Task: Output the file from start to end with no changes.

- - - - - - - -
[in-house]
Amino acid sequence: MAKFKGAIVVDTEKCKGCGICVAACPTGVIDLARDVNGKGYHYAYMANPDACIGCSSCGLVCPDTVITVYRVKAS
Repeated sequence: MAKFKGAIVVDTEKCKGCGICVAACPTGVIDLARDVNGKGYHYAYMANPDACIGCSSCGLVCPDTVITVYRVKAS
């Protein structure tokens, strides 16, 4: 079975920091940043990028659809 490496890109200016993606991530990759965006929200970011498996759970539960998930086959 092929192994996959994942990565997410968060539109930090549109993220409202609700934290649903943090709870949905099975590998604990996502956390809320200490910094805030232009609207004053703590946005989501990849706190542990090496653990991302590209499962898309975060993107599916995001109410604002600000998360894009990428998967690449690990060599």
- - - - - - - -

[in-house]
Amino acid sequence: MAKFKGAIVVDTEKCKGCGICVAACPTGVIDLARDVNGKGYHYAYMANPDACIGCSSCGLVCPDTVITVYRVKAS
Repeated sequence: MAKFKGAIVVDTEKCKGCGICVAACPTGVIDLARDVNGKGYHYAYMANPDACIGCSSCGLVCPDTVITVYRVKAS
């Protein structure tokens, strides 16, 4: 079975920091940043990028659809 490496890109200016993606991530990759965006929200970011498996759970539960998930086959 092929192994996959994942990565997410968060539109930090549109993220409202609700934290649903943090709870949905099975590998604990996502956390809320200490910094805030232009609207004053703590946005989501990849706190542990090496653990991302590209499962898309975060993107599916995001109410604002600000998360894009990428998967690449690990060599």